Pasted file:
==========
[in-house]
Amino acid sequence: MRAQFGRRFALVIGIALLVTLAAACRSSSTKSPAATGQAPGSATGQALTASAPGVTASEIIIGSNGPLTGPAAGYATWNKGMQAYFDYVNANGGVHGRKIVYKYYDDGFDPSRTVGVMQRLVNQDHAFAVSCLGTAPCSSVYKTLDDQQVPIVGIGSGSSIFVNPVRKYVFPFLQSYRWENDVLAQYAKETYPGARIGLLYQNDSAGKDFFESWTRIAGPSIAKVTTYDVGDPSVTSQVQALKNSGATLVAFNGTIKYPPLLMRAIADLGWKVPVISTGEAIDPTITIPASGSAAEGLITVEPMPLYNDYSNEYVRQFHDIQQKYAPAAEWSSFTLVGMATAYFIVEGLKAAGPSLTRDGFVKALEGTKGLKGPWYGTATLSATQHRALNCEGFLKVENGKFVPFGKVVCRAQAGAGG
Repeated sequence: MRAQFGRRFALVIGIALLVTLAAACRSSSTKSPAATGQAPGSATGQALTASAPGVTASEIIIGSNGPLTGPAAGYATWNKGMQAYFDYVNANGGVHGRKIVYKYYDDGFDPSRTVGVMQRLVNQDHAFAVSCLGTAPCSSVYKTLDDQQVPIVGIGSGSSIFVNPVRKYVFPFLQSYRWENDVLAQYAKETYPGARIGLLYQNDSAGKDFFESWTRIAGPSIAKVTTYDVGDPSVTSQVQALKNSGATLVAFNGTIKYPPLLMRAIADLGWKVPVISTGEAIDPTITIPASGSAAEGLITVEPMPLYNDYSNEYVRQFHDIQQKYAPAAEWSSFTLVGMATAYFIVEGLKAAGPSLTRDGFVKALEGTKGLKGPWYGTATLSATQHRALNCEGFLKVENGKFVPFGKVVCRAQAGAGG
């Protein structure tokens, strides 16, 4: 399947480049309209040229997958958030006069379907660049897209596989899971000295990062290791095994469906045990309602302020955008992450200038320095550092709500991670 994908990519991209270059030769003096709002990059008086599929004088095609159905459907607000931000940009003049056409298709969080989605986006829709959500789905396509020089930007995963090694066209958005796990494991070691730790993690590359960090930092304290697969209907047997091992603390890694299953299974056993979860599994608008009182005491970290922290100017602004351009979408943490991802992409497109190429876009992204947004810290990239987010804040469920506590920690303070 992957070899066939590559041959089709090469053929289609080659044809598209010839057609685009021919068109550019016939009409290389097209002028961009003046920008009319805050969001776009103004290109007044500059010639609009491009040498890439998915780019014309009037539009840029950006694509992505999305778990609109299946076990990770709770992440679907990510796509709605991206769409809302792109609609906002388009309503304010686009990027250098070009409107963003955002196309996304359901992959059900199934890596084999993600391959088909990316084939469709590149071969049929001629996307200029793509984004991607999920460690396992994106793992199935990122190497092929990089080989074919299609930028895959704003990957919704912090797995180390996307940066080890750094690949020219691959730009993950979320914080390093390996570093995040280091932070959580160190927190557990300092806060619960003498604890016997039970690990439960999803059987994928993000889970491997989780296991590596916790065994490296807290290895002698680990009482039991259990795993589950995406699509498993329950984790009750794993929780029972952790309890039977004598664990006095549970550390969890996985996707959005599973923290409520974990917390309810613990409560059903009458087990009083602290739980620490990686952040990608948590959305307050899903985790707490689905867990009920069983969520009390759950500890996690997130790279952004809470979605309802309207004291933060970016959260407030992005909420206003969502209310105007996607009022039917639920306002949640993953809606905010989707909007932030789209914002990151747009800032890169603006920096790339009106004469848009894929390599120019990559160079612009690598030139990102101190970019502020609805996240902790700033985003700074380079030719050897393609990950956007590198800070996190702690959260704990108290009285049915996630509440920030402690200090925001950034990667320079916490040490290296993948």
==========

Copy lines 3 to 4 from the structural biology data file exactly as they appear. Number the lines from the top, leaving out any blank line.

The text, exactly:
Repeated sequence: MRAQFGRRFALVIGIALLVTLAAACRSSSTKSPAATGQAPGSATGQALTASAPGVTASEIIIGSNGPLTGPAAGYATWNKGMQAYFDYVNANGGVHGRKIVYKYYDDGFDPSRTVGVMQRLVNQDHAFAVSCLGTAPCSSVYKTLDDQQVPIVGIGSGSSIFVNPVRKYVFPFLQSYRWENDVLAQYAKETYPGARIGLLYQNDSAGKDFFESWTRIAGPSIAKVTTYDVGDPSVTSQVQALKNSGATLVAFNGTIKYPPLLMRAIADLGWKVPVISTGEAIDPTITIPASGSAAEGLITVEPMPLYNDYSNEYVRQFHDIQQKYAPAAEWSSFTLVGMATAYFIVEGLKAAGPSLTRDGFVKALEGTKGLKGPWYGTATLSATQHRALNCEGFLKVENGKFVPFGKVVCRAQAGAGG
């Protein structure tokens, strides 16, 4: 399947480049309209040229997958958030006069379907660049897209596989899971000295990062290791095994469906045990309602302020955008992450200038320095550092709500991670 994908990519991209270059030769003096709002990059008086599929004088095609159905459907607000931000940009003049056409298709969080989605986006829709959500789905396509020089930007995963090694066209958005796990494991070691730790993690590359960090930092304290697969209907047997091992603390890694299953299974056993979860599994608008009182005491970290922290100017602004351009979408943490991802992409497109190429876009992204947004810290990239987010804040469920506590920690303070 992957070899066939590559041959089709090469053929289609080659044809598209010839057609685009021919068109550019016939009409290389097209002028961009003046920008009319805050969001776009103004290109007044500059010639609009491009040498890439998915780019014309009037539009840029950006694509992505999305778990609109299946076990990770709770992440679907990510796509709605991206769409809302792109609609906002388009309503304010686009990027250098070009409107963003955002196309996304359901992959059900199934890596084999993600391959088909990316084939469709590149071969049929001629996307200029793509984004991607999920460690396992994106793992199935990122190497092929990089080989074919299609930028895959704003990957919704912090797995180390996307940066080890750094690949020219691959730009993950979320914080390093390996570093995040280091932070959580160190927190557990300092806060619960003498604890016997039970690990439960999803059987994928993000889970491997989780296991590596916790065994490296807290290895002698680990009482039991259990795993589950995406699509498993329950984790009750794993929780029972952790309890039977004598664990006095549970550390969890996985996707959005599973923290409520974990917390309810613990409560059903009458087990009083602290739980620490990686952040990608948590959305307050899903985790707490689905867990009920069983969520009390759950500890996690997130790279952004809470979605309802309207004291933060970016959260407030992005909420206003969502209310105007996607009022039917639920306002949640993953809606905010989707909007932030789209914002990151747009800032890169603006920096790339009106004469848009894929390599120019990559160079612009690598030139990102101190970019502020609805996240902790700033985003700074380079030719050897393609990950956007590198800070996190702690959260704990108290009285049915996630509440920030402690200090925001950034990667320079916490040490290296993948």